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This article was published on August 25, 2011


Google agrees book scanning deal with yet another French publisher

Google agrees book scanning deal with yet another French publisher
Matt Brian
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Matt Brian

Matt is the former News Editor for The Next Web. You can follow him on Twitter, subscribe to his updates on Facebook and catch up with him Matt is the former News Editor for The Next Web. You can follow him on Twitter, subscribe to his updates on Facebook and catch up with him on Google+.

Google has resolved an outstanding legal dispute with French publishing house La Martiniere Groupe and agreed a deal to start scanning the company’s copyright protected out-of-print works, signing one more in a number of major deals with a French publishers this year.

Google will now allow La Martiniere to sell books using Google’s eBook platform, sharing revenues from sales between the two companies that is set to benefit writers and readers in the country.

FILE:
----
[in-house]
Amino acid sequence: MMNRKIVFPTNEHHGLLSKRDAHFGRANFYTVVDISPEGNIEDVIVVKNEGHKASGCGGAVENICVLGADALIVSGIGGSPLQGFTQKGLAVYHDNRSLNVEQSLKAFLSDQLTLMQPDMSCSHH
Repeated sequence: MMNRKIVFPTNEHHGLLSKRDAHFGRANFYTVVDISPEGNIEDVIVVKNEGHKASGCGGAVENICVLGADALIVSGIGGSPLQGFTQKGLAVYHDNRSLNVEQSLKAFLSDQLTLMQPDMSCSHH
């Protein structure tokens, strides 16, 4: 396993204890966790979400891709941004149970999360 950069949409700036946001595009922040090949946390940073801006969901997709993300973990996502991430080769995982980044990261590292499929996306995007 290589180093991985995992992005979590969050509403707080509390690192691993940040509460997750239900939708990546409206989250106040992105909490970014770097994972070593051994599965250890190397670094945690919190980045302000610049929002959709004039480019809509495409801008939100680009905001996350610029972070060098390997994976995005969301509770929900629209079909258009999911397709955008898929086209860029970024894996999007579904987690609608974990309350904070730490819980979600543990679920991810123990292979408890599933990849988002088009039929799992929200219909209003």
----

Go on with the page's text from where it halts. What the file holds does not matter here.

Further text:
In 2006, La Martiniere initiated a legal dispute with the search giant for scanning books for its digital library project, arguing that it violated copyright law without the publishers’ permission. In 2009 was forced to pay French publisher 300,000 Euros and stop scanning the books.

Following the decision, Google signed deals French publisher Hachette Livre to resolve similar disputes. The deal was seen to set a precedent for how publishing companies across the Europe could make money via the digitalization of books under their copyright protection but were no longer sold in stores.